Do you allow your child to play video games? Is it harmful to allow a child to have game time? The answer may surprise you. Recent research has shown that in limited doses, playing video games can actually be beneficial for children. There are positive effects of playing games.
Dr. Daphne Bavelier of the University of Rochester reports the following findings: Our research shows that about five to eight hours of action video game play per week for about seven to 10 weeks in young adults (18-25 years old) improves:
"It is rare to find an activity that leads to benefits in so many domains and so our interest is understanding how we can leverage the beneficial effects of action video games for educational purposes or health purposes. Indeed, my interest is in how we can help people learn better, how we can force the brain to be more plastic and adaptable," said Dr. Daphne.
Scott, father of four, has noticed that his three-year-old has benefited from playing a skateboard game in his Itouch. "His hand and eye coordination is great," said Scott, whose wife, Michelle, agreed that some game time is okay, as long as it’s in moderation.
"There are some educational video games that teach kids how to recognize shapes, colors, etc. I also have great memories playing video games with my siblings and my friends growing up," said Michelle. "For example I remember playing Mario Brothers, so when it came out for the Wii I got it and it brought back many memories. Another benefit is that now with some video games we have more "active" video games like Wii Fit or Dance Dance Revolution. It helps when sometimes the weather is not great outside and the kids are not just sitting."
While Jessica keeps her two children active in sports and activities, she’s also okay with some limited game time, especially if it’s the "right" game. "Take for example, Little Big Planet, what a great use of the child's imagination. How cool for kids to be able to bring their imagination to life right in front of them, " said Jessica.
Of note, is that video games are not all equal. The University of Rochester report stated: "For the skills studies so far, action games lead to greater benefits than other entertainment games. By studying the impact of various types of video games on brain function, we aim to determine which aspects of performance can be altered by experience and to characterize the factors that favor the transfer of learning. Behavioral investigations are combined with brain imaging techniques to allow a more direct characterization of the brain systems that are modified by video game playing."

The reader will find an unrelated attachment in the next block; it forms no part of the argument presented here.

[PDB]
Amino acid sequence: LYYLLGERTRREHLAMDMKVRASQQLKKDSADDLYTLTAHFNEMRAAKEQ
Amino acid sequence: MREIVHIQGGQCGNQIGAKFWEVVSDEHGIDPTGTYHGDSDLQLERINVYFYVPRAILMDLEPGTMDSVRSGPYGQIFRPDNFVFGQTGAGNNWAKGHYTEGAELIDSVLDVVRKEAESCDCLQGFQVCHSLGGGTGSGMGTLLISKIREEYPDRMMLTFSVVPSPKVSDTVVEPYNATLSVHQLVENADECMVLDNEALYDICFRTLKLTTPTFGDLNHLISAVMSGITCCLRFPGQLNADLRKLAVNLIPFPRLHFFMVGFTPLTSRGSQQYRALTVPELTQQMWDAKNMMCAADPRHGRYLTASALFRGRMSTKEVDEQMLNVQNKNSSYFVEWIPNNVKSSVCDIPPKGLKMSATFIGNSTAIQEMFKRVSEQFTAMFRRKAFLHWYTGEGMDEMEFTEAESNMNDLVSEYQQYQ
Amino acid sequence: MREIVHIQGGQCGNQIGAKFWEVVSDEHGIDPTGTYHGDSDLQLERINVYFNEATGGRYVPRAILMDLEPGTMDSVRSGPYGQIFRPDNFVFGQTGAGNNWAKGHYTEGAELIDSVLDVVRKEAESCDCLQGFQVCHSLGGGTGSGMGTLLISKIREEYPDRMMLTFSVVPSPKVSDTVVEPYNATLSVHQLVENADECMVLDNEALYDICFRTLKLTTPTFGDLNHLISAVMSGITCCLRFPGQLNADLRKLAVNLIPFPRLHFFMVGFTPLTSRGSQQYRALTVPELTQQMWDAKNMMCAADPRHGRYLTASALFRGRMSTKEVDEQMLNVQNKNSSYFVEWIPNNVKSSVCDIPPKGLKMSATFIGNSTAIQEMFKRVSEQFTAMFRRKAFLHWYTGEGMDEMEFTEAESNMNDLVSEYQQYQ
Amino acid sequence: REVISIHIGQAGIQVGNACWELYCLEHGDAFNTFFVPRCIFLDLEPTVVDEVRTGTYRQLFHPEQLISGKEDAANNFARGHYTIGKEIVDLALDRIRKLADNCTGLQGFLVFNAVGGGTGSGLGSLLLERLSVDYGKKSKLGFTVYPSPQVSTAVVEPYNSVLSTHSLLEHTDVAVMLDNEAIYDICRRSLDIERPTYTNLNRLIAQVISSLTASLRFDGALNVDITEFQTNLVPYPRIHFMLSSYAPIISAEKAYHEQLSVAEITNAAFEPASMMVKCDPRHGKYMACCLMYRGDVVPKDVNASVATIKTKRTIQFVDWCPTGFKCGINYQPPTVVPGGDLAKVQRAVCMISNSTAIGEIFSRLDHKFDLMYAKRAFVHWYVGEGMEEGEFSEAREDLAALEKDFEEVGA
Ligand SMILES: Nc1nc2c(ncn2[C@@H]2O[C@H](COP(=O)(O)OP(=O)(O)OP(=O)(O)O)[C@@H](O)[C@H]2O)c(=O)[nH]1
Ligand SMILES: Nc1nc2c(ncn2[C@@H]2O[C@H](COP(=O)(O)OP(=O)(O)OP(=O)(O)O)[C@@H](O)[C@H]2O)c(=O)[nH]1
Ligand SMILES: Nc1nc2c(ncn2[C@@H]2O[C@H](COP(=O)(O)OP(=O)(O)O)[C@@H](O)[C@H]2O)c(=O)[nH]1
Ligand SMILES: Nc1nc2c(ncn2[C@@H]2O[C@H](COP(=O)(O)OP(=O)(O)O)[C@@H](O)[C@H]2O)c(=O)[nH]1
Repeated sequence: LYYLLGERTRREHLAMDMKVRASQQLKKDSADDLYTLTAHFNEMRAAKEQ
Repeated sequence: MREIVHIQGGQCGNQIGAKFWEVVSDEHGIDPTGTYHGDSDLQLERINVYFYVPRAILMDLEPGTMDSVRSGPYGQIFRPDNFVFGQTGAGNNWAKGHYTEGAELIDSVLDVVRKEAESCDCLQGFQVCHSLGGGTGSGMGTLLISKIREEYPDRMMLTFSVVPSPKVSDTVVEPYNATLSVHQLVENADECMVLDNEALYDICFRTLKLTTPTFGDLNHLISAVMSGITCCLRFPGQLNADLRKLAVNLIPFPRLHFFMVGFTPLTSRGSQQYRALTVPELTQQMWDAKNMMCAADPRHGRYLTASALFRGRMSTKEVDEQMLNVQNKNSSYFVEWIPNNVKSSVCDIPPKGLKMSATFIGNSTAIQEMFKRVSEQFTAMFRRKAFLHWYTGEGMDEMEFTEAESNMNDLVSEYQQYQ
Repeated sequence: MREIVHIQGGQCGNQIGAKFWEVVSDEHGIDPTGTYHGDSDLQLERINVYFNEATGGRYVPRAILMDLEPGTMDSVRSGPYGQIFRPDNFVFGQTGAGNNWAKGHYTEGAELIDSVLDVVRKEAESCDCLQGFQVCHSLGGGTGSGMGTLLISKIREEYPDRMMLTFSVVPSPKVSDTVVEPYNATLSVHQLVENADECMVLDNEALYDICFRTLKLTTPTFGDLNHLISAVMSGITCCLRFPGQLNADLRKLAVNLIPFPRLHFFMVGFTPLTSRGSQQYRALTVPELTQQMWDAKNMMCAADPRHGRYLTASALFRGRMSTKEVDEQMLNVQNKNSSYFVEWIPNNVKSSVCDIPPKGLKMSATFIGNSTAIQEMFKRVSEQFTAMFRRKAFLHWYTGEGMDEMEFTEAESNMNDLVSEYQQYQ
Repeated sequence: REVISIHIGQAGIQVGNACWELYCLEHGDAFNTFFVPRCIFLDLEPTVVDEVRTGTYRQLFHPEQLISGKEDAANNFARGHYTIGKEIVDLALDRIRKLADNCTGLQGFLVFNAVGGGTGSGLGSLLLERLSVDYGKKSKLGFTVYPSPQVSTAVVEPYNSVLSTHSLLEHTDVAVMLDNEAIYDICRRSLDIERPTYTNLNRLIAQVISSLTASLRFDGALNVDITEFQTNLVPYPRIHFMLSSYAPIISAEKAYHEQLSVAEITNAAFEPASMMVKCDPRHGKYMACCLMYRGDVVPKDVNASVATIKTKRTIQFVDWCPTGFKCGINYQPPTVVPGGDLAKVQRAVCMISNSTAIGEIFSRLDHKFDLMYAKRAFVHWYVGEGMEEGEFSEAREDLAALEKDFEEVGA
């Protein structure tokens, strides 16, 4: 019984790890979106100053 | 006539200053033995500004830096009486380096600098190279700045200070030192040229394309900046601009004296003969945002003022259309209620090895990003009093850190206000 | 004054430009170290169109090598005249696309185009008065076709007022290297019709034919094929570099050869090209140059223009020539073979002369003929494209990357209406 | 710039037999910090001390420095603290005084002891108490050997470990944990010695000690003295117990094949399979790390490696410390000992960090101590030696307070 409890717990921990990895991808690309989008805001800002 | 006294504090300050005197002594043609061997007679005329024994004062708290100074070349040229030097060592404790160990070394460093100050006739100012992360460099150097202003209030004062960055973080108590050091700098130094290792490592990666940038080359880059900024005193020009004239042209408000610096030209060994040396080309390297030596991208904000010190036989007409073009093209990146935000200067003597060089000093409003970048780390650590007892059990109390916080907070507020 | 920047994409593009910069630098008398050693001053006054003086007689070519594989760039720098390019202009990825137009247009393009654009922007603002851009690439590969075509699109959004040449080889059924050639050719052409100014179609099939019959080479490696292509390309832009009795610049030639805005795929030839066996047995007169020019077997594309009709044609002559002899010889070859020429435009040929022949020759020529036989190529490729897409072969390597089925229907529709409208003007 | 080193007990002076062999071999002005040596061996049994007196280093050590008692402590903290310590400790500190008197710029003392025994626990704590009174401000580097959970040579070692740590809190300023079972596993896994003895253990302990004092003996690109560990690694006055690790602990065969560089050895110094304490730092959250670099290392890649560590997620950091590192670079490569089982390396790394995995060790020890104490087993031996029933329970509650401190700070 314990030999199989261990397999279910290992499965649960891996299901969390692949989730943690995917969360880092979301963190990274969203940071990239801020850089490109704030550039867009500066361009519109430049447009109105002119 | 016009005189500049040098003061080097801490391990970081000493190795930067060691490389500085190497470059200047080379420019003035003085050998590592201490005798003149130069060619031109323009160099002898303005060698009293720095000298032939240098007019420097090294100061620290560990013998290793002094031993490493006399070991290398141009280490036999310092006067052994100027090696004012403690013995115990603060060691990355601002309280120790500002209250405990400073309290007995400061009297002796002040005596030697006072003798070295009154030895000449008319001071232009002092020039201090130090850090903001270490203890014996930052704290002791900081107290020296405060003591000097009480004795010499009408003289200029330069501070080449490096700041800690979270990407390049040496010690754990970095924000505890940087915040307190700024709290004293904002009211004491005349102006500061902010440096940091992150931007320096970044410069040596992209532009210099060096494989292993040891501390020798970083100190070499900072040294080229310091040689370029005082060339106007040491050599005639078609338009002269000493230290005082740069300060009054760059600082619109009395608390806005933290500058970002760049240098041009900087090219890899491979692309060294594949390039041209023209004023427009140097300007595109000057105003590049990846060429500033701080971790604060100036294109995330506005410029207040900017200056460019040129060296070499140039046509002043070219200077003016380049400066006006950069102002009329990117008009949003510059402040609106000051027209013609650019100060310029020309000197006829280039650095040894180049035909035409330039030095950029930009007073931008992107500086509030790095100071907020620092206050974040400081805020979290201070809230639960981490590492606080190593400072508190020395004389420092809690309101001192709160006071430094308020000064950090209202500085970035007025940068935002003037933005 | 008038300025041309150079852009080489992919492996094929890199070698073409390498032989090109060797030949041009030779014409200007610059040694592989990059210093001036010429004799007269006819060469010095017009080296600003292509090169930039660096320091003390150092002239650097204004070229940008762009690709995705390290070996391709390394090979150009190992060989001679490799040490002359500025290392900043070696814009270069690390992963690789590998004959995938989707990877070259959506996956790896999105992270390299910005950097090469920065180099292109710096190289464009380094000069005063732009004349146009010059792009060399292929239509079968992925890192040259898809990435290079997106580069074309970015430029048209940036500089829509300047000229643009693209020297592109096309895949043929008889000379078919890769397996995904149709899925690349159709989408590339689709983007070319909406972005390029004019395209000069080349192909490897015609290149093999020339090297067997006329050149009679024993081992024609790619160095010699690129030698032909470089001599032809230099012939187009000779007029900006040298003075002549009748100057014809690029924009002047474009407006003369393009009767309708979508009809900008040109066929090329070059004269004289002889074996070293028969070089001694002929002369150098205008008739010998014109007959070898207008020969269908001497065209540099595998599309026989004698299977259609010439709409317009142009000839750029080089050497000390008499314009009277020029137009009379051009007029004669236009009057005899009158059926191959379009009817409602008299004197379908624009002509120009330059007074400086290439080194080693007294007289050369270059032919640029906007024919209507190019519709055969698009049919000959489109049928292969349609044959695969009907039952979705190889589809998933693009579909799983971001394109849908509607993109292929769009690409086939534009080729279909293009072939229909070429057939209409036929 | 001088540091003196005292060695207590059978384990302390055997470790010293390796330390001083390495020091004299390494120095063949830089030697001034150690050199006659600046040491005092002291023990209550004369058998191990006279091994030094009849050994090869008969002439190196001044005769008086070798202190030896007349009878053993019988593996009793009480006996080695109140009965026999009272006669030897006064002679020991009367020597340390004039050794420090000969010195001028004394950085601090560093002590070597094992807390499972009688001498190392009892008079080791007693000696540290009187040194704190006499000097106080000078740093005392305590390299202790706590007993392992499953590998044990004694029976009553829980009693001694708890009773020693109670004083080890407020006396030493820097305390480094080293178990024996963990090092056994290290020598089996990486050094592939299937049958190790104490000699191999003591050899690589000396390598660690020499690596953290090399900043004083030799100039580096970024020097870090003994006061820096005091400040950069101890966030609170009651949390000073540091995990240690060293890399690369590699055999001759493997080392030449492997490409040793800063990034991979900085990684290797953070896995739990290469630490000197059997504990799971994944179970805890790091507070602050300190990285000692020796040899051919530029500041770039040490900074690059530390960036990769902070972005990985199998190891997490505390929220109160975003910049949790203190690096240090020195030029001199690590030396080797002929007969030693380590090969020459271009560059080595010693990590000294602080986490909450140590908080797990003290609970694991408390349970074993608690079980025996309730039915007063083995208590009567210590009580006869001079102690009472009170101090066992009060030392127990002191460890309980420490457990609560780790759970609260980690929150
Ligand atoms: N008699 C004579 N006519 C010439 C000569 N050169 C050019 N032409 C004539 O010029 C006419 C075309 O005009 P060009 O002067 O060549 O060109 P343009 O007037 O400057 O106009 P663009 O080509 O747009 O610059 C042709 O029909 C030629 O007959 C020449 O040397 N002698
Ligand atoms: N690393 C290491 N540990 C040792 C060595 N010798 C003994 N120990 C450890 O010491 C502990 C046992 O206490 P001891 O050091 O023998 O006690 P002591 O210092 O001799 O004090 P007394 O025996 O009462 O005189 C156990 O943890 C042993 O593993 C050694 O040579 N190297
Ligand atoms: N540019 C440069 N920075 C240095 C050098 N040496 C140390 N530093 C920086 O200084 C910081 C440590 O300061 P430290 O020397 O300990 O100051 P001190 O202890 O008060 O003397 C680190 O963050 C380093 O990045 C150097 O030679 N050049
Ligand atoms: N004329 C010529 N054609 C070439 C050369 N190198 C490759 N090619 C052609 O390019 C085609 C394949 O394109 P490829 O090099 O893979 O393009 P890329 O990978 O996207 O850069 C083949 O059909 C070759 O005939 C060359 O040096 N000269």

A study by Iowa State University reported that children who exceed the recommended two hours of daily screen time per day are almost twice as likely to have attention problems, and both the American Academy of Pediatrics and the Canadian Pediatric Society recommend parents limit a child's screen time to one or two hours daily.
Dr. Daphne agrees that setting limits are key, but what those limits are may depend on the child and the family. "The kids love our research, but it is certainly not a license to indulge in video game play all day. Keeping a balanced way of life is key. Sports, academic activities, friendships and extra-curricular activities all have their place. If some extra-curricular activities involve video game play, that's ok. However, parents need to ensure video game play does not displace other activities so much that it becomes unhealthy," she said.
Dr. Daphne continued: "Some individuals will be able to play several hours a day and keep a healthy lifestyle, while others show unhealthy behaviors from just playing a half hour. Age is an important factor. For example, children under two are unlikely to benefit from media exposure such as TV or video games. But we also know age is not the whole story. Some individuals are more likely to become negatively affected by game play than others. This is where it is of the utmost importance that parents keep a close eye on their children and how video game play affects them."